Burlington County Times

MacArthur To Hold In-Person Town Hall In Ocean County

Burlington County Times — March 5, 2017

By David Levinsky, staff writer

WARETOWN — U.S. Rep. Tom MacArthur is quickly making good on his promise to hold public events again.

The 3rd District congressman has scheduled a public town hall meeting for Monday evening at a Waretown firehouse.

He announced the 6:30 p.m. event on Friday via an email to constituents. An invitation also was posted on several social media sites. The invitation asks those interested in attending to RSVP so appropriate seating can be arranged but says the event is open to "anyone who may be interested in attending."

The Ocean County event comes amid pressure from constituents and progressive groups for Republican members of Congress to hold in-person town hall meetings. Up until now, MacArthur has resisted those calls, citing disruptions at other town halls held by Republicans across the country.

He has said he believes many of those events have been "hijacked" by protesters organized by liberal groups seeking to embarrass Republicans rather than engage in constructive dialogue.

"I'm always wanting to hear from my constituents — whether they agree with me or disagree with me — I want to hear all views. It's how I try to find the intersection of what I believe, and what I believe the people I represent want from me," MacArthur said during a Feb. 13 telephone town hall. "But I don't want to be baited into having an event that some outside group can just make a spectacle out of. And that's been the issue of what I've seen."

In addition to the tele-town hall, MacArthur invited thousands of constituents to participate in a second telephone meeting on Feb. 22, and he also fielded phone calls during an hour-long appearance on the radio show "Ask the Congressman" on 92.7 WOBM.

Following the radio show, the congressman spoke to a few dozen protesters who had gathered outside the Toms River radio station. He also met privately with the leaders of a Burlington County protest group on Feb. 21, as well as a group of Evesham Democrats who were meeting in a community building where his Burlington County constituent services office is located.

MacArthur walked in on the meeting after seeing a sign advertising it.

His Feb. 22 telephone town hall meeting coincided with a so-called "Citizens Town Hall" meeting in Evesham organized by New Jersey Citizens Action, a liberal advocacy group, and a local grassroots "Indivisible" chapter that has been pressing MacArthur to hold an in-person town hall.

MacArthur was invited to attend but declined. During the radio show, he called the event a "progressive values rally" and said it was the wrong venue for him to hear from concerned constituents.

"I recognize that in the middle of all that noise are well-intentioned constituents of mine that want to be heard. And I and my team are looking for every way for me to hear from my constituents without getting caught up with these outside activist groups that I think are causing a good deal of trouble to advance their own means," he said.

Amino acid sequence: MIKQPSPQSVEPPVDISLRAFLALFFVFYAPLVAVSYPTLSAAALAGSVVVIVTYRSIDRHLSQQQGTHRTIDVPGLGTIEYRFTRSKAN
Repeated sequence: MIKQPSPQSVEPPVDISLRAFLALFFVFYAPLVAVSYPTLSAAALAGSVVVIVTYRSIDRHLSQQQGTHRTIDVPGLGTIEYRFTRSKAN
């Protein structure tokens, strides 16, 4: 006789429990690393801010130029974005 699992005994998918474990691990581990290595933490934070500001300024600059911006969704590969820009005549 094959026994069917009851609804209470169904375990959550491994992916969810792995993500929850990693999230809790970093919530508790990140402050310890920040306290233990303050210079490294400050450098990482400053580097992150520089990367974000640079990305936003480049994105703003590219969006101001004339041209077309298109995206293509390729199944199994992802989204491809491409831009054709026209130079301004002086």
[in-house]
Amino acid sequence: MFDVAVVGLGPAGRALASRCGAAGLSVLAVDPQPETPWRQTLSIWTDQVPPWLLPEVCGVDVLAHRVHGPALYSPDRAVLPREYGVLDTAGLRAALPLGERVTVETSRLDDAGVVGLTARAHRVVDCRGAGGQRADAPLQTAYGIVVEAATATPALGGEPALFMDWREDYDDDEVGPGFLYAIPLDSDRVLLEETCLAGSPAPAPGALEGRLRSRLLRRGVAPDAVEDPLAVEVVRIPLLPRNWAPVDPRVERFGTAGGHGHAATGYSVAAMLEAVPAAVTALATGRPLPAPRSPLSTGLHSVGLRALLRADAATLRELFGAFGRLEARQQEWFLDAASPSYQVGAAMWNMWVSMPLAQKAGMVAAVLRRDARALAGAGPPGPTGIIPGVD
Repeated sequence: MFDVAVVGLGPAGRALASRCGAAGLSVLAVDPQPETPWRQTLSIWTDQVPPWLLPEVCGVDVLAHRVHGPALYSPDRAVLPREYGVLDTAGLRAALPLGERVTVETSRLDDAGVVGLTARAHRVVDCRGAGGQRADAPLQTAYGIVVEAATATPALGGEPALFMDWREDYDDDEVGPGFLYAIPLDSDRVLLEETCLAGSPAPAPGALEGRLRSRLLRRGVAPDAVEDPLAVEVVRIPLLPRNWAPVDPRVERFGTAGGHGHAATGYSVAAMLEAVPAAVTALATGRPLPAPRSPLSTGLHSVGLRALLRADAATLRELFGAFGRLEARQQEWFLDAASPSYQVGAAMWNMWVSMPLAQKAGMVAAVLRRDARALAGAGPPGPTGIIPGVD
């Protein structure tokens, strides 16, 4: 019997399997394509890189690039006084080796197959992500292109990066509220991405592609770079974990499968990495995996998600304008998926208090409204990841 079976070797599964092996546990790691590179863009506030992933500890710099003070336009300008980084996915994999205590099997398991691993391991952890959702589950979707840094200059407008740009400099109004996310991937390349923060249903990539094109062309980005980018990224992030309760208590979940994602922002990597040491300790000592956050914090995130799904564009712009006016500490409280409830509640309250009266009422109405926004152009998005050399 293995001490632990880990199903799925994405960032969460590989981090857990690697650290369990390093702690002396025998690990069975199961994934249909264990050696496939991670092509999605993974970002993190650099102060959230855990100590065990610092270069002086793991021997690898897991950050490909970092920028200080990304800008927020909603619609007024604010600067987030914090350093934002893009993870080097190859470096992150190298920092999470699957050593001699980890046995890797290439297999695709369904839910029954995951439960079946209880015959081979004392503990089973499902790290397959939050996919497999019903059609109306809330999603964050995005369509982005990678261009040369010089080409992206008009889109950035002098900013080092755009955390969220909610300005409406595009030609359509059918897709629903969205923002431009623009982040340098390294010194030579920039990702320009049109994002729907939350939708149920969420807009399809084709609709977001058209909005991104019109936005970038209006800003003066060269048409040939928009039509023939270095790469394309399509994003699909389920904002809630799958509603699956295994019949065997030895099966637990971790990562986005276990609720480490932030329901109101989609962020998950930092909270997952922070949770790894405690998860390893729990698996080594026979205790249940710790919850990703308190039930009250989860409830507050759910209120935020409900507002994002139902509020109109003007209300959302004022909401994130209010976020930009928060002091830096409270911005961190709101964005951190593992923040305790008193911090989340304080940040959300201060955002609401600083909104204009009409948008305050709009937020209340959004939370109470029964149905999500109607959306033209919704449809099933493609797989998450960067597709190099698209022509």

The congressman's invitation specifies that seating will be provided on a "first come, first serve basis" and that an RSVP does not guarantee seating or entrance into the firehouse.

MacArthur would be the second Republican member of New Jersey's congressional delegation to hold a public town hall meeting since President Donald Trump's inauguration.

Congressman Leonard Lance, R-7th of Clifton, held two hall meetings last month. Both events drew hundreds of people, including large groups of protesters, and featured some tough questions about Trump, immigration, national security and health care.

Gov. Chris Christie, who has held over 160 town hall meetings during his tenure as governor, said last week that Republican members of Congress should stop avoiding public town hall meetings.

"I understand why members of Congress don't like it, but you know what?" Christie said during an interview on CNN's "State of the Union." "You asked for the job. Go do it."

Holly Kline, an organizer with the grassroots group Action Together Burlington County, said the open town hall was a good first step for the congressman and that she and other members of her group planned to attend.

"It's a 250-person venue, which is a little small, but I'm looking forward to being there," Kline said Friday after the announcement. "We'd love for him to have one in Burlington County too, but I'm definitely willing to drive an hour to Waretown."

Kline and other members of Action Together met privately with MacArthur on Feb. 21 and had urged him to hold a public event where concerned constituents could address him face-to-face. She said she believes the public response prompted him to schedule Monday's event.

"There's no question in my mind. Two weeks ago, none were scheduled and he wasn't planning any," Kline said. "But I think it's a very good sign that Rep. MacArthur is willing to step forward and listen. I'm really glad he's doing it."

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